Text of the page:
Pop Culture Confessional is a weekly column where our writers can divulge and indulge in their most deeply embarrassing cultural passion — and then tell you why it actually rocks. Everyone has a few dirty little secrets. Only the truth shall set us free.
I have been obsessed with mermaids since the age of three, when my dad rented The Little Mermaid from Blockbuster. I was hooked as soon as I saw King Triton’s glimmering castle. As I watched Ariel sing about her dreams of being human, I couldn’t understand why on earth she would want to be part of my world when hers was much more fascinating.
So when I discovered H2O: Just Add Water on a particularly dull July afternoon before my freshman year, I knew I couldn’t change the channel. And I’m glad I didn’t. An Australian show that premiered in 2008 in the United States, H2O: Just Add Water is about three teenage girls living on Australia’s Gold Coast who turn into mermaids when their skin touches water (they become human again once they dry off). I’m sure you can see how this might be a problem.
It is, admittedly, an absurd premise, which is something I encounter whenever I try to explain this show. After they laugh at my taste in television, they usually ask, “How do they take a shower?” This is typically followed by, “How do they drink water?” On a surface level, these questions are a critique of the logic of the show. However, they also pose a deeper philosophical quandary: how do individuals deal with the loss of agency?
Part of what makes H2O so fun and intriguing (other than the fact that it’s about teenage mermaids and is filmed at Sea World) is the fact that it really makes me think about the parts of life that I normally take for granted. How much harder would life be if I couldn’t dance in the rain, walk past sprinklers on my neighbor’s lawn or even grasp a cold can of soda without sprouting a tail? It’s definitely something worth considering, for as much as I would like to see what it’s like to be a mermaid, I would definitely want control over when it happens.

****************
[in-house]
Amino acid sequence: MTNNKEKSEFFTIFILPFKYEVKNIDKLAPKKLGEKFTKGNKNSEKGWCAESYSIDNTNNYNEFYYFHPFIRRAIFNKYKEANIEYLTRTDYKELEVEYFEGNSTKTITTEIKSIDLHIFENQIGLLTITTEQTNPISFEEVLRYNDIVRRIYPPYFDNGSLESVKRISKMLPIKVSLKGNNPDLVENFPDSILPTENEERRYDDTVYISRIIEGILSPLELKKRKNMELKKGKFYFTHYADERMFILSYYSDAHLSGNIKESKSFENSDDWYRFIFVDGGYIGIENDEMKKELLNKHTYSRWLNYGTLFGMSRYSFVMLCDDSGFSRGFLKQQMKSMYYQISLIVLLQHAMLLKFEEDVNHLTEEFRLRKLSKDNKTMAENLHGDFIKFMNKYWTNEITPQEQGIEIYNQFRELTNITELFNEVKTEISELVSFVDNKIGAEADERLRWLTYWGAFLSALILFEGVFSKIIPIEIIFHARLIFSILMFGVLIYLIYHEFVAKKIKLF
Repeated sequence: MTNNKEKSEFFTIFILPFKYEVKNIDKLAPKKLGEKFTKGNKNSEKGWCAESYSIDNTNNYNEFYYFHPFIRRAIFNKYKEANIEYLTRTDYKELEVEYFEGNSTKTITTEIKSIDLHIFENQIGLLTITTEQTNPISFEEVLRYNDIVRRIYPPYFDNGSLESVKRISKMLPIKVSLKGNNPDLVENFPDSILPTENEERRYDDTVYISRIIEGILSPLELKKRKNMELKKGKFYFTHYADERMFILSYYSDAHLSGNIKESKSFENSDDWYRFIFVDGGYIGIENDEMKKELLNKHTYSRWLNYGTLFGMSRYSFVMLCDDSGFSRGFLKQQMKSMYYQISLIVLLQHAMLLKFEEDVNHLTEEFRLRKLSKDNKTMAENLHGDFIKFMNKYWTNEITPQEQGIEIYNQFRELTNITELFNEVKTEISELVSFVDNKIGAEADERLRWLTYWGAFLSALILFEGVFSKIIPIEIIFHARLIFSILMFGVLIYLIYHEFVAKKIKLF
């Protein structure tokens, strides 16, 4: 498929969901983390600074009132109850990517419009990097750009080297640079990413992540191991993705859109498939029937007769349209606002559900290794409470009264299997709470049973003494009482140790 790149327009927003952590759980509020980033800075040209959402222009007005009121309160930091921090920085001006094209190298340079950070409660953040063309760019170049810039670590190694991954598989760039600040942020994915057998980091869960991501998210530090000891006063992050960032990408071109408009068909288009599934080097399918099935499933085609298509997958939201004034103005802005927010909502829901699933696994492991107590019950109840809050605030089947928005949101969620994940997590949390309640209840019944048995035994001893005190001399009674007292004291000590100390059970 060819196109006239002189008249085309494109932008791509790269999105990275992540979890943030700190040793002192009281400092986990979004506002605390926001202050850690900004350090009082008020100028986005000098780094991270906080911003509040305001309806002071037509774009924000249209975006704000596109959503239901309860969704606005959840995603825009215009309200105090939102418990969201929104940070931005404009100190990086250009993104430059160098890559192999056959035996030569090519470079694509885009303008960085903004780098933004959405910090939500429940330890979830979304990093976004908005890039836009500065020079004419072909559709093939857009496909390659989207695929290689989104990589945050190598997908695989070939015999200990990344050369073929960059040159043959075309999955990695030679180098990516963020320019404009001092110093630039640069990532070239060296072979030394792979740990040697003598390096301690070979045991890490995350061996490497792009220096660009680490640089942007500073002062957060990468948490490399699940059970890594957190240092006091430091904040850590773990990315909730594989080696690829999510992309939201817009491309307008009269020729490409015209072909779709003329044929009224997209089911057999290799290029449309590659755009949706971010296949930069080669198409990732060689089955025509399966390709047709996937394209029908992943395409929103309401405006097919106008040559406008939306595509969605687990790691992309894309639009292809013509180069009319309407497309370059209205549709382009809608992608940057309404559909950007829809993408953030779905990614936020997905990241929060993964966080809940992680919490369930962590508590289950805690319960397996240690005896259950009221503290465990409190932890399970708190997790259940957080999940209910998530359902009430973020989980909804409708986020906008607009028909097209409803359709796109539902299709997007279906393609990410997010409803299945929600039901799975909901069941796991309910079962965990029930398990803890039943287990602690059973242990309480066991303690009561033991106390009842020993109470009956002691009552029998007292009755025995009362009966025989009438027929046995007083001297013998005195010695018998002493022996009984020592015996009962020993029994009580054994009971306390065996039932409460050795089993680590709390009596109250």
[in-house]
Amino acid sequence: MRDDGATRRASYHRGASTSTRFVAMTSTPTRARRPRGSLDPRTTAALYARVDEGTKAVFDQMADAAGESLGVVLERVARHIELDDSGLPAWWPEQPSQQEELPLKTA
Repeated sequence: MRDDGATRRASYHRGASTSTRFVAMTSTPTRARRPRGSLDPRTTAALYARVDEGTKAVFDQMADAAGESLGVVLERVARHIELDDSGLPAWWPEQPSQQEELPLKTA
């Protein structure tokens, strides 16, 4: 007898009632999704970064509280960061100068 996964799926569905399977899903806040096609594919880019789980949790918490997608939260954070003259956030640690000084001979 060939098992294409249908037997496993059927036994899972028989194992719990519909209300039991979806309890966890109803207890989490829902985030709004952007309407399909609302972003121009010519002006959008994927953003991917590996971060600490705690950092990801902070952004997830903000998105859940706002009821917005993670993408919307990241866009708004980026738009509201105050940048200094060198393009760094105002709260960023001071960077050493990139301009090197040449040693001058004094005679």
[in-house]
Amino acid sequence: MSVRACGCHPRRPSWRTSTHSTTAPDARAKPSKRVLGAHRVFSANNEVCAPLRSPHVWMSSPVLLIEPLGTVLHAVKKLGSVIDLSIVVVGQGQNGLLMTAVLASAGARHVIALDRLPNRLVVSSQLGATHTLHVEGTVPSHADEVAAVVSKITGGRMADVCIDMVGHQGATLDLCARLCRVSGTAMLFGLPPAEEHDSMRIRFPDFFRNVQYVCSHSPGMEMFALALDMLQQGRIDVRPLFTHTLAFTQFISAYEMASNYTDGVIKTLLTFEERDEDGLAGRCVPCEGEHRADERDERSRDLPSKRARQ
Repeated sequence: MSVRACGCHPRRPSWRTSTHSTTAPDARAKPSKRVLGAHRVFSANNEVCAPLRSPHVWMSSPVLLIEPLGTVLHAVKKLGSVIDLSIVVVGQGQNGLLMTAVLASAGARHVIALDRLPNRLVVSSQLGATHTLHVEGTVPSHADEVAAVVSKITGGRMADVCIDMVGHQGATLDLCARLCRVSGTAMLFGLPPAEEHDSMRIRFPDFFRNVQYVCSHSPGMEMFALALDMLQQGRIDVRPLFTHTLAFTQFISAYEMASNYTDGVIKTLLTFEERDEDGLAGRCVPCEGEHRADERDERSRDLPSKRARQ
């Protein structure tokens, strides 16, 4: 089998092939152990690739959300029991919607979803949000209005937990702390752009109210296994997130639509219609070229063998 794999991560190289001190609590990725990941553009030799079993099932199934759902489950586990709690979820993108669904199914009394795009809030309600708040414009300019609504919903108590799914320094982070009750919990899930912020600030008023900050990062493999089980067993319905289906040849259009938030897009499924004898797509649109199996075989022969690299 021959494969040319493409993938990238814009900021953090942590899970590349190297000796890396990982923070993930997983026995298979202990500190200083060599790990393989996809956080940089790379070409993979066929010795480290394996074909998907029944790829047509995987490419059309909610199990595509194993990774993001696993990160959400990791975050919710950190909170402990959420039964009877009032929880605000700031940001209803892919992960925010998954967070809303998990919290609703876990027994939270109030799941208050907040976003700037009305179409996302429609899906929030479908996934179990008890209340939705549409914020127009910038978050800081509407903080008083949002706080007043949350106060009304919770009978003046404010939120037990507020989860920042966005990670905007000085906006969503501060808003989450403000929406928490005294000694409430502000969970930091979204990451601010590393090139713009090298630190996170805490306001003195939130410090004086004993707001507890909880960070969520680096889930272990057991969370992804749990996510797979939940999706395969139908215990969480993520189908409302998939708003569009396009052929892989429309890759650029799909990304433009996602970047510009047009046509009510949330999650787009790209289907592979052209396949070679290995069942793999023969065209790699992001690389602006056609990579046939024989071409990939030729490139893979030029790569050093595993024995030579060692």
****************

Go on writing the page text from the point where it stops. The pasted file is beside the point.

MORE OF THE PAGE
In the pilot, Emma, Cleo and Rikki find themselves stranded on Mako Island, a sketchy, mysterious islet. As the girls search for a way to get off the island, they wander into a pool lying underneath a dormant volcano just as the full moon appears overhead, causing the water to bubble. The girls have little time to wonder what has happened to them, however, as they are soon rescued by the coast guard. The next morning, the girls discover through both amusing and mortifying incidents what has happened to them. Realizing that their lives will never be the same, the girls do everything they can to keep their new problem under wraps. With the exception of Lewis, Cleo’s friend and love interest, no other person knows their secret.
Of course, being a mermaid also comes with its perks; the girls eventually develop powers that reflect their personalities. Calm and reserved Emma has the power to turn water into ice, hot-blooded Rikki can make it boil, and insecure Cleo learns how to manipulate water into different shapes. As awesome as these powers are, however, there is one downside to them — they cause strange things to happen whenever the full moon rises. If they make eye contact with the moon, Emma, Cleo and Rikki experience a sort of madness that lasts for roughly 24 hours, and it changes every time. Among the side effects: turning into a flirty siren, developing an insatiable appetite for raw fish and pyrokinesis.
Like other shows about magical teenagers such as Sabrina, The Teenage Witch and Wizards of Waverly Place, H2O dives into typical teenage discourses about fashion, boys, popularity and how having special abilities can both simplify and complicate these challenges. However, what sets this show apart from others in its genre is the fact that these concerns are not treated lightly. Furthermore, H2O addresses real teenage issues such as sibling rivalry, divorce and poverty. It really delves into the psychology of these three girls, who ultimately learn to work as a team and become true friends.
Over the course of 78 episodes, they learn to embrace the quirks of their new lives and just have fun. Ultimately this, along with the great soundtrack and the beautiful backdrop of the Australian Gold Coast, is what makes H2O: Just Add Water such a great television series. So if you’ve ever dreamed about living under the sea, or even just need a fun way to spend your summer afternoons, you should definitely give this show a chance. It just might surprise you.